Case in point
An organization can use various channel to send a message out but, if the message falls on deaf ears it is pointless. Therefore I would argue that an effective recruiting strategy goes beyond “marketing broadcasting” or mass production recruiting- again it would depend on the organization, location and position.
For example let’s say a highly reputable organization with a strong brand presence is searching for a Maintenance Mechanic or a Center Director with specialized skills in Elkhart, Indiana (or any rural community). The job is posted on major job boards, tweeted, placed on Facebook fan page and ran in the news paper but the company has no success in filling the position. The message is broadcasted but the intended audience does not hear it so the position goes on unfilled. Now you can take those same positions and post them in another city let’s say Houston, TX and you get a floodgate of candidates. You can reduplicate the process across the US and get different results. I have seen organizations waste hundreds of thousands of dollar in advertising and get poor results. On the flip side I have seen them use the same strategy and succeed.
Experience has also taught me that one size does not fit all. Every organization is not a well know brand and they must decided if they want to put the resources into a social media strategy for recruiting purposes. Perhaps the number of hires they have per year does not warrant the need to employ someone full time for that effort.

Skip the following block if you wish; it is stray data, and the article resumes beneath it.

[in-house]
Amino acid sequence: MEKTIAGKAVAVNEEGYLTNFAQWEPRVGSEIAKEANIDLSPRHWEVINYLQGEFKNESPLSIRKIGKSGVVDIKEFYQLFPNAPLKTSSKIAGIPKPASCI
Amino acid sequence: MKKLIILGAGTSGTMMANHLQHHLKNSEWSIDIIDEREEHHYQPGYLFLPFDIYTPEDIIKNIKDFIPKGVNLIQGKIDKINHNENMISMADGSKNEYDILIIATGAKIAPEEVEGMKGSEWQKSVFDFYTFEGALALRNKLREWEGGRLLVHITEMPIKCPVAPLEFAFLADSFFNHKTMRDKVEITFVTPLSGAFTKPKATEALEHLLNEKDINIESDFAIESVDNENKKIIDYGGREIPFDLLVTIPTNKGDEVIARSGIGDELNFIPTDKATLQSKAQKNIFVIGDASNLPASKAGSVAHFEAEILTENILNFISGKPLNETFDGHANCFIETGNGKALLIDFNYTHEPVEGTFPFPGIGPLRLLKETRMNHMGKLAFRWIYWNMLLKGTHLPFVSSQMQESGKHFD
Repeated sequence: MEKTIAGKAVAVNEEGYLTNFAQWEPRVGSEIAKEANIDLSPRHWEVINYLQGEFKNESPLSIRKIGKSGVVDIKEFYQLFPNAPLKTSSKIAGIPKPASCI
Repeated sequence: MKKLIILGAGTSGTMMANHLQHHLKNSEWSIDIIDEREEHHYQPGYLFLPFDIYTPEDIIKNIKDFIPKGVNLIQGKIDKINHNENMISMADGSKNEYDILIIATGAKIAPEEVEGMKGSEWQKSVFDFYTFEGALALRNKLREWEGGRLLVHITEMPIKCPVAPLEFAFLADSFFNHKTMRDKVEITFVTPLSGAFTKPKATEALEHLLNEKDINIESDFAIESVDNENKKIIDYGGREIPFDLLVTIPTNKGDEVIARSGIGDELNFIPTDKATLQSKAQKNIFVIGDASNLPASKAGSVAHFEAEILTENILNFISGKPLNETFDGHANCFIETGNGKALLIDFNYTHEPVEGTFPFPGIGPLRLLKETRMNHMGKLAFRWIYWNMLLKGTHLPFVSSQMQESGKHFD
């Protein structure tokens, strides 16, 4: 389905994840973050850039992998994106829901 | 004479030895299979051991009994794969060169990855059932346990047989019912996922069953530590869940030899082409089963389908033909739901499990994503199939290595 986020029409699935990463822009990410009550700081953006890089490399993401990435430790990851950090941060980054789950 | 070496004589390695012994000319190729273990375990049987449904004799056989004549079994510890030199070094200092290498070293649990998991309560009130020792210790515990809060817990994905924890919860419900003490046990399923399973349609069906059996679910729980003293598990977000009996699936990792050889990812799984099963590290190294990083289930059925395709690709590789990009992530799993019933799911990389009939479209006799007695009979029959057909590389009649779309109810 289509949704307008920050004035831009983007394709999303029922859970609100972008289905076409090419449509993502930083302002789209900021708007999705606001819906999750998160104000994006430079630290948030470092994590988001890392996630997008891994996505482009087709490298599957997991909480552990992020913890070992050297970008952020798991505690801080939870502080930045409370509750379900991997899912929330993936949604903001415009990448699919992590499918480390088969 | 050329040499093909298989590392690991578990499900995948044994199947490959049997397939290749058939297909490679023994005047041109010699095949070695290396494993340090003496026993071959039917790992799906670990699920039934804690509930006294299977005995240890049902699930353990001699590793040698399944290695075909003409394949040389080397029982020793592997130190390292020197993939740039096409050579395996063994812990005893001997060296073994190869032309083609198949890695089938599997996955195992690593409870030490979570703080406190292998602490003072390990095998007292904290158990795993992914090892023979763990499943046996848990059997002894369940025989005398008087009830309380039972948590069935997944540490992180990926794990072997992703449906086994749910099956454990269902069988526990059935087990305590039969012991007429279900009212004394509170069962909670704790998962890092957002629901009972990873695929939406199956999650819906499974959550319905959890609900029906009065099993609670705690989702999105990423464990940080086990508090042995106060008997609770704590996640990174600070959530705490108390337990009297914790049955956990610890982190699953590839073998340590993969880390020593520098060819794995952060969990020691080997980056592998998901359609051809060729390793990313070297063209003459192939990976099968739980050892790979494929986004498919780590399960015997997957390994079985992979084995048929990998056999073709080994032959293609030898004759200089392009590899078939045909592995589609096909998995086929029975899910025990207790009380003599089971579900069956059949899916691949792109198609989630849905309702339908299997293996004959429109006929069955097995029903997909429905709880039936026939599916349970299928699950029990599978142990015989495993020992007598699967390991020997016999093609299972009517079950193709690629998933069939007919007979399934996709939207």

When crafting a social media recruiting strategy, I think the most imperative questions an organization must ask itself is: who I am looking for, where do they hang out and what effective tools should I use to find and connect with them. In my experience this "manufacturing style" of recruitment was not always successful based upon the type of position in which, the company was recruiting for. If the position is an entry-level customer service role it might work but if it is a physical therapist position you better have a well thought out strategy because everybody is doing the same thing…
Again, every organization is different and they must decide how and when they will use social media to attract talent; it can be used for building communities, marketing, branding and pr or actually sourcing people thorough various channels. At the end of the day you still have to connect with people. ..…
standing of what you intended.
Research the company, the leadership, the industry, the competition, your competition. This is a never ending task, not a one time event. Put at least one additional set of eyes on this. It’sthat important. First, I’m not clear on this question relative to the purpose of researching “your (my) competition”? And is this a job interview or an information gathering interview? There is a difference between approaches.
Create an agenda. It’s really a game plan. OK.
Prepare your questions. OK.